Scaling factors are created and updated by Research, using SAS language. Because State data is different from MedPAR data, the SAS program differs accordingly. The Select Practice programs can not be automatically executed. The name and location of the database has to be changed every time a new database is processed. Some table and column names may also change as the Data Manager program evolves. The first half of the Select Practice program runs by 3-digit principal diagnosis. After the major 3-digit diagnoses are identified and processed, the second half of the program begins processing the broad diagnosis groups (BDGs). Because the volume of each diagnosis may vary yearly, the list of major diagnoses is subject to slight changes. It is therefore necessary to manually code the rolling up of minor diagnoses.

Scaling factors from the latest State data are applied to the production data. Before they are handed to DAU, they must be saved in a table in which 3-digit principal diagnosis is the primary key. Minor diagnoses that are rolled up in the same BDG share the same scaling factors. The actual application of scaling factors occurs in the front end report developed by Software Engineering and monitored by Product Management.

Return to Article Contents

6.4 Other Implementation of Select Practice Method

Since its debut in 2002, the Select Practice method has been widely accepted for hospital ranking. It has been used as a powerful marketing tool by the Sales team. Based on MedPAR data, CareScience Select Practice Hospital List has been formally announced in 2005. The list is updated annually. Select Practice methodology has also been used for multiple consulting and research projects, bound to care providers, regulatory agencies and academia. Depending on the purpose of these activities, Select Practice method is continuously updated, and the SAS programs are continuously reshaped to accommodate new requirements.


References:
8 For the sake of consistency, this description carries the full range of subscripts, since outcome measures are calculated by principal diagnosis for each patient and each outcome and then aggregated to the desired group level.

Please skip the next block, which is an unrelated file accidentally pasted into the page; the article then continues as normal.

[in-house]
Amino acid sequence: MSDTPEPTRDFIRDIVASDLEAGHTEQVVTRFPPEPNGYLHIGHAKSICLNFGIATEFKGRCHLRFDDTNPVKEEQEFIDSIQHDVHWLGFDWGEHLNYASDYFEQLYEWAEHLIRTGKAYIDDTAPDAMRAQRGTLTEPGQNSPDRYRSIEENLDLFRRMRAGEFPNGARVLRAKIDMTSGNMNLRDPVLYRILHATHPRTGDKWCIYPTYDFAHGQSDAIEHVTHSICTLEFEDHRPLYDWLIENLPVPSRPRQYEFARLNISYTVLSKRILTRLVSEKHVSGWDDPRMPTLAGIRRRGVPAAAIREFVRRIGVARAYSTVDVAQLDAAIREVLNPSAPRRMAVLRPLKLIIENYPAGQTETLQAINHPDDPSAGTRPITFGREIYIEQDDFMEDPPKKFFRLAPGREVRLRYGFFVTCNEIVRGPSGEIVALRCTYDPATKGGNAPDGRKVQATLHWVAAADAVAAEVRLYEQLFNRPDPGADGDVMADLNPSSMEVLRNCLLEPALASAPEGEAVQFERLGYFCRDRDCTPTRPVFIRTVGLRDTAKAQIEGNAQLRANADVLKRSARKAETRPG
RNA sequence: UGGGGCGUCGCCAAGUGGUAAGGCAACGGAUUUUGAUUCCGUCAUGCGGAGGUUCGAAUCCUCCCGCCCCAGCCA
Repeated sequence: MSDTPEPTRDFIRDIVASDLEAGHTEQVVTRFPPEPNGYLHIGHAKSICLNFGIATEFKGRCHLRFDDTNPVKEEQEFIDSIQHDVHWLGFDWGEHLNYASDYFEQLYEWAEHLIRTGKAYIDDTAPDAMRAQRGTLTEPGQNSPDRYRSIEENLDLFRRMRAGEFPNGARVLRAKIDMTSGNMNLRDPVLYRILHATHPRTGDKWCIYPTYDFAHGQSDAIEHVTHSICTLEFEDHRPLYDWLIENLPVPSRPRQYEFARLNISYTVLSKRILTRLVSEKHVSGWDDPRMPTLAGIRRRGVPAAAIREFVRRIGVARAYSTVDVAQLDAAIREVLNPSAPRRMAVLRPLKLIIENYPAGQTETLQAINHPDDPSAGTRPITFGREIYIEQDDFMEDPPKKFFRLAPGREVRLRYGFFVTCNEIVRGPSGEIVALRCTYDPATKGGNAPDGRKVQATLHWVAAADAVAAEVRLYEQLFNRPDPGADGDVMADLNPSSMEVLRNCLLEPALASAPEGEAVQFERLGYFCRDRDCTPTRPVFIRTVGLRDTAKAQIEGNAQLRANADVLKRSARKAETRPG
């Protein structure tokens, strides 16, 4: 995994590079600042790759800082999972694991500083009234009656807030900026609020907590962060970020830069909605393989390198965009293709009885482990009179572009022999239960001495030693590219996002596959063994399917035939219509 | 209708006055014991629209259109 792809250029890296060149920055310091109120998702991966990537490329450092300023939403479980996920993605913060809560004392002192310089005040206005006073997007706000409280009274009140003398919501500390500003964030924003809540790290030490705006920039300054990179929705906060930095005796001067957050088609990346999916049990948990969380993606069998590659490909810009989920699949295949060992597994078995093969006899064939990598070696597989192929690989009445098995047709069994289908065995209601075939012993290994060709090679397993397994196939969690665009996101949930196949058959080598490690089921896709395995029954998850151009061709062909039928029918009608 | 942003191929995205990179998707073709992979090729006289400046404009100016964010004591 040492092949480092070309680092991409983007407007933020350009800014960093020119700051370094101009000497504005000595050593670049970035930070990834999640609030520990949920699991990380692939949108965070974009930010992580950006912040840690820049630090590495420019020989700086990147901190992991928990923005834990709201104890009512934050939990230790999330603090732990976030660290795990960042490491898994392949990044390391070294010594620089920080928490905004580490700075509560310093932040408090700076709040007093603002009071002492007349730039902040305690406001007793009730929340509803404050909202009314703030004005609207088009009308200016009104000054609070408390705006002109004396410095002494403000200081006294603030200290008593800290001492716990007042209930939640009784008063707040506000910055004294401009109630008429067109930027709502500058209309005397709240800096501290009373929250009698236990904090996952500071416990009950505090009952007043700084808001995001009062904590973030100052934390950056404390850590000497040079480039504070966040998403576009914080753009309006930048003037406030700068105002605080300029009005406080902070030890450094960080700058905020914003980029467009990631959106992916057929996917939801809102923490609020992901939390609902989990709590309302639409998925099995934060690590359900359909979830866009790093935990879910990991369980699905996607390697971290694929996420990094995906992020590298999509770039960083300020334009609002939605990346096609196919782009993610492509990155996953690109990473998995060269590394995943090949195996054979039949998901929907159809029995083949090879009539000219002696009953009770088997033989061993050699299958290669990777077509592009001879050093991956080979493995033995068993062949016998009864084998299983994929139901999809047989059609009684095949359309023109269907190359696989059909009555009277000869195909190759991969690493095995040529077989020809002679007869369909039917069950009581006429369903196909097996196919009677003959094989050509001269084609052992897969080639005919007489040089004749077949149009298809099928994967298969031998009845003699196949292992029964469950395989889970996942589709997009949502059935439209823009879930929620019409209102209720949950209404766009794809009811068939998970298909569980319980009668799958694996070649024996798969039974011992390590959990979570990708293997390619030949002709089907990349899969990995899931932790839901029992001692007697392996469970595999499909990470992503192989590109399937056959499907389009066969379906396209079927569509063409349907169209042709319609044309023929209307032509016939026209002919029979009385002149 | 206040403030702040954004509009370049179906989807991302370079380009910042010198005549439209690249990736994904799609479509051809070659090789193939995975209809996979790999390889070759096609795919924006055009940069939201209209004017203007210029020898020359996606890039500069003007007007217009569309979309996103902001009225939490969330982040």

9 Note that we aggregate individual standard errors that include the random error in the population. Without the l, Sef y hat sub i j k l = s square root of x sub i j k l paren cap X sub k l prime cap X sub k l paren exponent minus 1 x prime sub i j k l., represents only the sampling error around the fit of the regression line, which is generally much smaller.
10 In general, njl = nj except where certain cases are excluded for a given outcome. For example, if a physician treats a certain number of cases in a period in which some of those cases were not in a diagnosis that observed at least one death, the total number of cases, nj will be different for that provider's LOS risk than for his mortality risk. That said, using the new method developed to fill null values with the mean risk ensures that njl will always equal nj whenever observations are complete.
11 MDC = Major Diagnosis Category; DRG = Diagnosis Related Group; CTC = Common Treatment Category
12 Refer to N:\Analytix\develop\methodologies\Lntrans\logreq2.doc for information on column requirements.
13Pauly MV, Brailer DJ, and Kroch EA, "The Corporate Hospital Rating Project: Measuring Hospital Outcomes from a Buyers Perspective," American Journal of Medical Quality 11(3):112-122.


Return to Contents
Proceed to Appendix A

 

Current as of March 2009
Internet Citation: CareScience Risk Assessment Model - Hospital Performance Measurement (. March 2009. Agency for Healthcare Research and Quality, Rockville, MD. http://www.ahrq.gov/professionals/quality-patient-safety/quality-resources/tools/mortality/KrochRisk3.html